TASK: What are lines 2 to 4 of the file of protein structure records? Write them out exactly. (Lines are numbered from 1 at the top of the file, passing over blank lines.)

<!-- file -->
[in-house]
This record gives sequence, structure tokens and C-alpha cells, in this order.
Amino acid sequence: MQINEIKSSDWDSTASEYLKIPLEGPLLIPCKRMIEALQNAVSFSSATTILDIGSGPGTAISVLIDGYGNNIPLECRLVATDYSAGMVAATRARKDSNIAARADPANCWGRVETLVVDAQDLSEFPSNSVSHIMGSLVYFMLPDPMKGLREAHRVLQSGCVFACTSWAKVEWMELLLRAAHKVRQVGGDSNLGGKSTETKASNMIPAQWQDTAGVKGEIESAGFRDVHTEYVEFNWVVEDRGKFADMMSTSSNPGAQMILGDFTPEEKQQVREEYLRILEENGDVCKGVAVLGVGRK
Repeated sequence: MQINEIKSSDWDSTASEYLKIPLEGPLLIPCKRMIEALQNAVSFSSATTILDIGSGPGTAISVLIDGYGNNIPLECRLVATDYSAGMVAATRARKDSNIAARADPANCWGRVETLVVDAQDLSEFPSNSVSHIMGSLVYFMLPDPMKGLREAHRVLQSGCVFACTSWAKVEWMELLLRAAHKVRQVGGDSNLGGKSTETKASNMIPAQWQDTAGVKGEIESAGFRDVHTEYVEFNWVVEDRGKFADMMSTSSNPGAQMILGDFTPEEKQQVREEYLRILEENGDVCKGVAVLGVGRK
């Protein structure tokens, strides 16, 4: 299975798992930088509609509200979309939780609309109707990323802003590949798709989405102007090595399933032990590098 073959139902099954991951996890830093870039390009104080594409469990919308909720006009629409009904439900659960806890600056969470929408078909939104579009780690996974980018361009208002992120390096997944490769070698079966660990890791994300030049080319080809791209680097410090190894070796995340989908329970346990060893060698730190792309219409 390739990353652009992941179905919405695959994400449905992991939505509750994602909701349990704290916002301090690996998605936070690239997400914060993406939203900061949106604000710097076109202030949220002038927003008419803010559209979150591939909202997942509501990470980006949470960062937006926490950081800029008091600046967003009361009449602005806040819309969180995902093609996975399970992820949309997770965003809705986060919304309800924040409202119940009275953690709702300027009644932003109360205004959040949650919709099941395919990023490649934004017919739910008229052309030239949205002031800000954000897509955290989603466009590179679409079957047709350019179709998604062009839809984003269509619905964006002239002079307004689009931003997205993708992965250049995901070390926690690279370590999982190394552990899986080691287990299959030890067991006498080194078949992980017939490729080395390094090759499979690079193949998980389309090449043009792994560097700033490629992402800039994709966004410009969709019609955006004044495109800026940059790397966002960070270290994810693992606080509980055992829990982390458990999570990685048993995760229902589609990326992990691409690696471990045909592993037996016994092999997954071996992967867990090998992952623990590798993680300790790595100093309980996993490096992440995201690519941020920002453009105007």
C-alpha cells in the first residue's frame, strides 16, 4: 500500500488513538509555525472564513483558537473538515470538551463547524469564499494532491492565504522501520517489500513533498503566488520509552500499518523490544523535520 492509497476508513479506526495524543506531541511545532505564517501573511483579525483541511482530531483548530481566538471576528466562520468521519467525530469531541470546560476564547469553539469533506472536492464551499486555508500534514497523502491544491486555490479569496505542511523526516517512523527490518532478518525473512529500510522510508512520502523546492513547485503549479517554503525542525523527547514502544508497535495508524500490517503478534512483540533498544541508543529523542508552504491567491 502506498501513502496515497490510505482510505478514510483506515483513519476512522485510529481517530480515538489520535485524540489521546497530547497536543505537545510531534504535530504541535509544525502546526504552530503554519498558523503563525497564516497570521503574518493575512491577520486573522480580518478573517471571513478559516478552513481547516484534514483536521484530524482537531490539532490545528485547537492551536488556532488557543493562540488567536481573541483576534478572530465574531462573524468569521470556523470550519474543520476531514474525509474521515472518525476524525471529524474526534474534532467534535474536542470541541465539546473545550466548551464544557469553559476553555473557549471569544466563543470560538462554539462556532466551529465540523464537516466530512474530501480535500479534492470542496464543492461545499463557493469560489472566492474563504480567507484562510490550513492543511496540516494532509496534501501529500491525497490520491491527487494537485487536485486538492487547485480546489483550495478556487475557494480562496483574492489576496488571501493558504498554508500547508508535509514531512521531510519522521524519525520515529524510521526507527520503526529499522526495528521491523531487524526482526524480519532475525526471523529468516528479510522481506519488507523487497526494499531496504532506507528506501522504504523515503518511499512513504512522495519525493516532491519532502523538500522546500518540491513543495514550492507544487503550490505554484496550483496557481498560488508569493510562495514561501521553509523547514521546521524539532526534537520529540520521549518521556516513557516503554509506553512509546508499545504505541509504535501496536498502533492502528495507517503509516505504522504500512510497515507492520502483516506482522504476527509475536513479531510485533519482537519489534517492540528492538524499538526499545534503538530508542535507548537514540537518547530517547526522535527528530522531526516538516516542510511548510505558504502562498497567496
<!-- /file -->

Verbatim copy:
This record gives sequence, structure tokens and C-alpha cells, in this order.
Amino acid sequence: MQINEIKSSDWDSTASEYLKIPLEGPLLIPCKRMIEALQNAVSFSSATTILDIGSGPGTAISVLIDGYGNNIPLECRLVATDYSAGMVAATRARKDSNIAARADPANCWGRVETLVVDAQDLSEFPSNSVSHIMGSLVYFMLPDPMKGLREAHRVLQSGCVFACTSWAKVEWMELLLRAAHKVRQVGGDSNLGGKSTETKASNMIPAQWQDTAGVKGEIESAGFRDVHTEYVEFNWVVEDRGKFADMMSTSSNPGAQMILGDFTPEEKQQVREEYLRILEENGDVCKGVAVLGVGRK
Repeated sequence: MQINEIKSSDWDSTASEYLKIPLEGPLLIPCKRMIEALQNAVSFSSATTILDIGSGPGTAISVLIDGYGNNIPLECRLVATDYSAGMVAATRARKDSNIAARADPANCWGRVETLVVDAQDLSEFPSNSVSHIMGSLVYFMLPDPMKGLREAHRVLQSGCVFACTSWAKVEWMELLLRAAHKVRQVGGDSNLGGKSTETKASNMIPAQWQDTAGVKGEIESAGFRDVHTEYVEFNWVVEDRGKFADMMSTSSNPGAQMILGDFTPEEKQQVREEYLRILEENGDVCKGVAVLGVGRK